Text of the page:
More than 4,000 churches close their doors each year. “I feel judged.” Forty percent of Americans say they attend church weekly, but the actual percentage may be half that. “I don’t want to be lectured.”From 1990 to 2000, membership in all U.S. Protestant denominations declined nearly 10 percent, by 5 million, while the U.S. population grew by 11 percent or 24 million. “Christians are a bunch of hypocrites.”
Half of all U.S. churches added no new members from 2010 to 2013. “Your God is irrelevant to my life.”
Along with these jarring statistics heard by about 350 members of the Eastern PA Conference in a “Faith Sharing” training seminar, March 21, they also learned four damning reasons why “Nobody Wants to Go to Church Anymore,” the title of Thom and Joani Schultz’s popular seminar and provocative new book.
It is part diagnosis, part prescription. But if you think there’s a happy prognosis for this acute membership-loss malady, their final statistic might cure you of that notion: “Researchers predict that by 2020 more than 85 percent of Americans won’t worship God in church.”
The Schultzes introduced the term “nones,” describing those who claim no religious affiliation. Many have never attended church. They are roughly 22 percent of the U.S. population and one-third of the “millenial” generation, spanning ages 18 to 29. A spin-off term new to many was “dones,” those who have “been there, done that” when it comes to church and religion. Now, feeling uninspired and perhaps unwelcome, they have left the building, and maybe for good.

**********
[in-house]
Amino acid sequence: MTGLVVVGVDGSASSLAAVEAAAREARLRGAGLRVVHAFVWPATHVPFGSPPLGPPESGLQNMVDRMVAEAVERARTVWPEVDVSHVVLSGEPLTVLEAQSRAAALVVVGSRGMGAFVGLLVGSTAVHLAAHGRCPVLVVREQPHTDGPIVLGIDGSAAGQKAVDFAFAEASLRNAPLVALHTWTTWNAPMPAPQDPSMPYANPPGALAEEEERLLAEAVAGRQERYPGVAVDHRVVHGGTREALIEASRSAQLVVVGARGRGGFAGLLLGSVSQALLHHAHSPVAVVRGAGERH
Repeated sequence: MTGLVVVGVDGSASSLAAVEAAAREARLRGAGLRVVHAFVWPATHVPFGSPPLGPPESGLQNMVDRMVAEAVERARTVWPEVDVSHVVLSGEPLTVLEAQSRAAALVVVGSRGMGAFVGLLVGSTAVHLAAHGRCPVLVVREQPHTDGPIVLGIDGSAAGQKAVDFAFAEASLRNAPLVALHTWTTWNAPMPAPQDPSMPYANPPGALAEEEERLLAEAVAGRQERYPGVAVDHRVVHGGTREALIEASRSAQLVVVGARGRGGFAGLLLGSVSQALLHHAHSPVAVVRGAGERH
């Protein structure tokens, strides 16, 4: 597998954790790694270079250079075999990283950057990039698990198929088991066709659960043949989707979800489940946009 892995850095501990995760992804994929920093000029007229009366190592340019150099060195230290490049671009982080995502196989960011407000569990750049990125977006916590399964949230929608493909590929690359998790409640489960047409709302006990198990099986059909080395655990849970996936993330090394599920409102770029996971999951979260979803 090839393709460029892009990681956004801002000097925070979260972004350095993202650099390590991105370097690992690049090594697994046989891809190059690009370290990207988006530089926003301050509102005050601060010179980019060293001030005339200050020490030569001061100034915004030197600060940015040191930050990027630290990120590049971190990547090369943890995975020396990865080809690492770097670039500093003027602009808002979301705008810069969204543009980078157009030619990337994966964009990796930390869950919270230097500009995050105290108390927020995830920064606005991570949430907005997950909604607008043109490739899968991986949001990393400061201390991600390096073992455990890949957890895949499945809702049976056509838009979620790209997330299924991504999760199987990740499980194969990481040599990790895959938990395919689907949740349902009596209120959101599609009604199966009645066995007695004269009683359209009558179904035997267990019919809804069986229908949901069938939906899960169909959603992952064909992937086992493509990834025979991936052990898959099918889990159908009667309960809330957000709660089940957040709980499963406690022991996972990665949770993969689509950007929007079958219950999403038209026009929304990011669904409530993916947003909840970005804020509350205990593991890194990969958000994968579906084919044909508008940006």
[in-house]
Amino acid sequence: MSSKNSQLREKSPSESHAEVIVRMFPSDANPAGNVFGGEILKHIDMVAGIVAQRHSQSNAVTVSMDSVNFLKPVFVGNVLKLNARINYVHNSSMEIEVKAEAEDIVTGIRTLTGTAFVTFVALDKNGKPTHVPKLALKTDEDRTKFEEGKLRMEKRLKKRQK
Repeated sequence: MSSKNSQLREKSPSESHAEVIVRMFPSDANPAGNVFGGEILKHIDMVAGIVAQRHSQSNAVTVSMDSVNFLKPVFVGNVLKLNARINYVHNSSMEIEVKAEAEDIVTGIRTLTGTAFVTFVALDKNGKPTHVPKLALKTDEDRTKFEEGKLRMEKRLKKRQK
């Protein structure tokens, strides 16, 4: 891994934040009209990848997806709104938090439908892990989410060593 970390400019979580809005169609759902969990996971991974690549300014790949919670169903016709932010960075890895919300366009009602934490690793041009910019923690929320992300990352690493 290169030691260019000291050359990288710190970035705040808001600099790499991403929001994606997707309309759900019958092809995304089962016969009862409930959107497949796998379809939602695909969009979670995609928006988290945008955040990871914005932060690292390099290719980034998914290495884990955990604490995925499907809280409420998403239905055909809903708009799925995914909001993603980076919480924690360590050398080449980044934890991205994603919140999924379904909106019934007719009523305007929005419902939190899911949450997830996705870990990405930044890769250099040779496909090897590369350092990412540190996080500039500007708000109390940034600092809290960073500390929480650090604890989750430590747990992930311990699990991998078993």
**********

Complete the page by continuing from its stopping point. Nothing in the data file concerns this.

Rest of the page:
But there was medicine prescribed for churches that want to be made well. The Schultzes call it “4 Acts of Love that Will Make Your Church Irresistible.” Modeled on the acts of Jesus Christ, it is their book’s subtitle.
To those who say, “I feel judged at church,” we should say, “You’re welcome just as you are.” But we should really mean it, like churches that practice “Radical Hospitality” mean it.
To those who say, “I don’t want to be lectured” we should say “Your thoughts and doubts are welcome,” and then prove it by inviting them to speak from their hearts openly in “Fearless Conversation.”
To the common accusation, “Christians are a bunch of hypocrites,” our response should be one of “Genuine Humility,” the kind that says, “We’re all in this together.”
And rather than recoil at the brash rebuff, “Your God is irrelevant to my life,” we should try to inspire “Divine Anticipation” by saying, “God is here, ready to connect with you in a fresh way.”
In revealing these reasons for and responses to widespread alienation, the Schultzes used research and tested theories, scriptures and storytelling, small-group discussions and video resources to introduce attendees to new ways of doing and being the “church.” And if not actually new, their ways were certainly more radical and relational than the status quo.
The diverse crowd from across the conference assembled in New Hanover UMC’s impressive sanctuary for six hours of training. It was the third annual Faith-Sharing training event, following two years of riveting presentations by just-retired World Methodist Evangelism leader Eddie Fox in 2013 and 2014.
Thom and Joani Schultz are longtime owners of Group Publishing, which develops and markets innovative resources for clergy and congregations. They arrived with a bevy of resources to sell, including their other provocative book, Why Nobody Wants to Be Around Christians Anymore.
The Schultzes led their audience through the 4 Acts of Love. They began by asking the crowd what United Methodists are known to stand for and against, and why we may be best known for our prohibitions. The guiding principle in how we approach the nones and dones of the world, Thom and Joani counseled, should be to “lead in love” and be more inclusive than exclusive.